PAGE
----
Firstly I'd just like to say how much I appreciate and enjoy your tutorials! They have made my first steps into video production so much more enjoyable, rewarding and waaay less scary - so thank you!!! You clearly know what you're talking about and I love the way you drop in little titbits of information along the way; keyboard short cuts (fab for short cut users like me), personal experience and workflows - excellent, really helpful!

When I started my project I had no idea what steps were involved, or that I would end up using so many different applications (thankfully you cover them all right here!). Although it's not always necessary to use the different applications, as you point out in your tutorials, some are better suited to specific tasks than others - and as the workspaces are so similar, transitioning between them to get the best result is relatively easy. Speaking as a newbie, that would have been great to know from the start. I wonder if you might consider doing a tutorial like that? Nothing in depth, I just think it would be handy to know your thoughts on workflow (from initial idea to final delivery), and which applications you think are best suited to the various stages involved in creating a typical first project, ie creating a video to show on YouTube, or shooting an event to distribute to friends & family', etc. Something like...

1) Create video (for creating animation use A, for video editing use B)
2) Create/edit audio (for basic editing use X, for complex editing use Y)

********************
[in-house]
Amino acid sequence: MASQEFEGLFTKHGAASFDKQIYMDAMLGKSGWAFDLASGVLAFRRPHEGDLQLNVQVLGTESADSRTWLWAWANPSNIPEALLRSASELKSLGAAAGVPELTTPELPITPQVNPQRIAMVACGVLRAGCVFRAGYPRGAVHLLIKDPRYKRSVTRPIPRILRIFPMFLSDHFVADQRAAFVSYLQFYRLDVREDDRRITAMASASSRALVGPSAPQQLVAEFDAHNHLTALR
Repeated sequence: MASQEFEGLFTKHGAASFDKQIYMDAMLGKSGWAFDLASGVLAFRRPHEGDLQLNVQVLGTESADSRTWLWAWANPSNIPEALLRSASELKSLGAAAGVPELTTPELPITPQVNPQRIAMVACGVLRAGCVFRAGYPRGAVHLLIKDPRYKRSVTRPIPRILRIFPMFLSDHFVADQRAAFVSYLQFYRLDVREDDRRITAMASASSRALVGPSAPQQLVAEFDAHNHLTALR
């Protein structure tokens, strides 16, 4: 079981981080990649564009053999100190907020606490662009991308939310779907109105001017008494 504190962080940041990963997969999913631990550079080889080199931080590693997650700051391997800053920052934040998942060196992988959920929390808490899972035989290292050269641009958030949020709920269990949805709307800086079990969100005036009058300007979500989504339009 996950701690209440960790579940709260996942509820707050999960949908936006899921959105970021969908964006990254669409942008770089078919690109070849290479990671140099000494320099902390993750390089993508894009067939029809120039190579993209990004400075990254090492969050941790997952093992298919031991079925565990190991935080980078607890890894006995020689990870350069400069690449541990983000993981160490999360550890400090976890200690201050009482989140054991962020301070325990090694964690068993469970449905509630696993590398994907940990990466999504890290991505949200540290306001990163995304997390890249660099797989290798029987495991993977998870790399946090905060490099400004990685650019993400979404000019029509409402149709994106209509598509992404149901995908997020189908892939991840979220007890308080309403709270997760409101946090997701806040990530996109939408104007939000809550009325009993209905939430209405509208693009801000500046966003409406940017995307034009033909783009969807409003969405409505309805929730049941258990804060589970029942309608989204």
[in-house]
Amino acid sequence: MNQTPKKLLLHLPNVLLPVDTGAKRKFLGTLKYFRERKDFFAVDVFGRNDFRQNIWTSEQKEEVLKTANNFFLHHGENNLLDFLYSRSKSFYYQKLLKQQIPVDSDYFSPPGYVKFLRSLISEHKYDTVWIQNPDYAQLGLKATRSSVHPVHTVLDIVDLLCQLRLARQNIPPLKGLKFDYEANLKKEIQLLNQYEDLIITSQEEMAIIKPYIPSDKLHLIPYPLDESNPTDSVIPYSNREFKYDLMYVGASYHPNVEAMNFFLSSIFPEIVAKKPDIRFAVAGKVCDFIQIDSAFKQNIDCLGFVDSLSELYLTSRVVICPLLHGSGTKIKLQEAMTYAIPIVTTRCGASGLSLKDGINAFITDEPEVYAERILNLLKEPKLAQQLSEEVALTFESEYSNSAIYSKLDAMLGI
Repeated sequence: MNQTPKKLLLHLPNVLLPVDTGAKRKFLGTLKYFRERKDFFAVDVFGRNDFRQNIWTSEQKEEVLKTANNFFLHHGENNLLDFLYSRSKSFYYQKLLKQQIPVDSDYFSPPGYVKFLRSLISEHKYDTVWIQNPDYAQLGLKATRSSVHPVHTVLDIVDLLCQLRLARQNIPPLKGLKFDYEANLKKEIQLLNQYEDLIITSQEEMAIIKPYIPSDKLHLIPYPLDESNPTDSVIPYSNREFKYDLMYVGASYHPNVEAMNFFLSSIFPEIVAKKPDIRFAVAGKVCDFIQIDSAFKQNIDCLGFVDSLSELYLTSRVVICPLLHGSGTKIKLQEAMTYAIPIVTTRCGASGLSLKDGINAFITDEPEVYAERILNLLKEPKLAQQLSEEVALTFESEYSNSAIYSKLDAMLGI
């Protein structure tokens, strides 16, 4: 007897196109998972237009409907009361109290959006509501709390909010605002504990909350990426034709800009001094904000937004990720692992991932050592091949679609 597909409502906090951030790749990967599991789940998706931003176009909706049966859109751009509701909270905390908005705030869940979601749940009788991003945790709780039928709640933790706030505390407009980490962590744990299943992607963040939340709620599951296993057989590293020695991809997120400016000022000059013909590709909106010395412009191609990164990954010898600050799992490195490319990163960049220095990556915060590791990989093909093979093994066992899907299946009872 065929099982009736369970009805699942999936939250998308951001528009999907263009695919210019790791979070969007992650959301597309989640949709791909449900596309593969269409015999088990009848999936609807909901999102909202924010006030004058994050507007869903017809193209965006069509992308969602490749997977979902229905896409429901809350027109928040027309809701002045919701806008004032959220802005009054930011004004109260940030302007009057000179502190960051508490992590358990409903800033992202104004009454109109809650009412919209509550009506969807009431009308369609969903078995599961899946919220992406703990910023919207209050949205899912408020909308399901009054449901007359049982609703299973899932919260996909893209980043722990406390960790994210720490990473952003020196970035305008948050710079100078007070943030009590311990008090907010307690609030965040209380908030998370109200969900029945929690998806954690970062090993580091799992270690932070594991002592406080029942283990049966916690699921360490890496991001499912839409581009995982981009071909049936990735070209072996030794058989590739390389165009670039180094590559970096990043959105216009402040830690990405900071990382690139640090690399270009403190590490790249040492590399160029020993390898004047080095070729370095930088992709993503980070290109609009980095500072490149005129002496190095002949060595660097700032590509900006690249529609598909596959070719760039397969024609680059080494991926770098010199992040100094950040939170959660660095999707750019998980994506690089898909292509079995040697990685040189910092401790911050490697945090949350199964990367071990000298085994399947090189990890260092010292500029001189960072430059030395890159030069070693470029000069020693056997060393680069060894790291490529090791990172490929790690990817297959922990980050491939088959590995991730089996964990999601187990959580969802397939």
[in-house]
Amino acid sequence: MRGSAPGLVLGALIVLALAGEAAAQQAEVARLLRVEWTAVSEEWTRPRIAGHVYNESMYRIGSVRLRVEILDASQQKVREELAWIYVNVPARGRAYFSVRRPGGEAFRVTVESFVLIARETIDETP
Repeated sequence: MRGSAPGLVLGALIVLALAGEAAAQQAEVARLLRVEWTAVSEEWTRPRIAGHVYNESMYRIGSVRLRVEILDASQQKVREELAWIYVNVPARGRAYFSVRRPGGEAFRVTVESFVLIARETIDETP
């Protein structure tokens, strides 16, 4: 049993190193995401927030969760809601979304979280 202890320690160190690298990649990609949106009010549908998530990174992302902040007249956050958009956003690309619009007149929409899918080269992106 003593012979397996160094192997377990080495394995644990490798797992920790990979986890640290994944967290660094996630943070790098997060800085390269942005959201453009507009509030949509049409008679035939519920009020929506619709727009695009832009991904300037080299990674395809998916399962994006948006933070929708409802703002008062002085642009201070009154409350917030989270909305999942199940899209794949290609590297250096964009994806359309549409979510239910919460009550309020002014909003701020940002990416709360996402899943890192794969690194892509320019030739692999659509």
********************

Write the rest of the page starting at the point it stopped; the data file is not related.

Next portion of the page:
3) Best output settings for 1 & 2, if using in step 4
4) Combine footage for final output (using Z)
5) Output - best settings for use 1/ 2/ 3

I think something like that would be really helpful to a complete beginner like me and would help us focus on the right tutorials for each step of the workflow. Let's face it, learning how to do something the right way, is far better and takes no more effort than learning how to do it in the wrong way :)

Thanks again for all your brilliant tutorials, you truly are a master (Yoda or otherwise)!

Lauraine
Hi Andrew
by Ian Hagerty
Hi Andrew or should I say, Master YODA! It is I- an aspiring young jedi video editor in the works. I have a question for you- If I have footage recorde in 24p and other footage in 30fps, can I combine them on the same time line (sequence) and get the desired results of both? I know you are a busy man. Thanks for all your help... Ian
@Ian Hagerty
by Andrew Devis
Good day aspiring Jedi - the force is indeed strong with you! :o)

As far as I remember you shouldn't have any problems :o) see this post to help http://forums.adobe.com/message/3763603 What I believe should happen is that the frame rate of the sequence is respected for output but that both footage types will play back at their native rates inside the sequence so you shouldn't see any time problems.

Hope this helps
Yodrew ... (it's been a long day)

... because it's all about stories ...
@Andrew Devi
by Ian Hagerty
Thanks Master Yoda!!!!!! I have studied your After Effects tuts and I am now dabbling in your Premiere Pro tuts as well. You are the Master!!!!!!!! I have learned a lot and am only limited by the speed of my system. I have a MacBook Pro with 8GB of RAM. Unfortunately the system slows down (and sometimes crashes) depending on the workload. The Warp Stabilizer effect in Premiere Pro takes so darn long!!!! The products are awesome. I am getting more comfortable in the environment after having spent the last 5 years using Final Cut Pro 7. I am just ranting here....haha. Again, thanks for the great tuts and for getting back to me... much appreciated!!!! Chewy
Re: tale2tell media
by Andrew Devis
Unfortunately it seems that this won't happen for a while. I did raise the idea with the people at the Cow after you asked before, but they would rather wait for awhile before we offer that. Sorry.

Kind regards
Andrew

... because it's all about stories ...
Re: tale2tell media
by Pushpanatha de Silva
Hi Andrew

Thanks for the advice unlinking audio podcast info...Is there anyway of putting all ur podcasts in to a DVD for my future use?? Thx.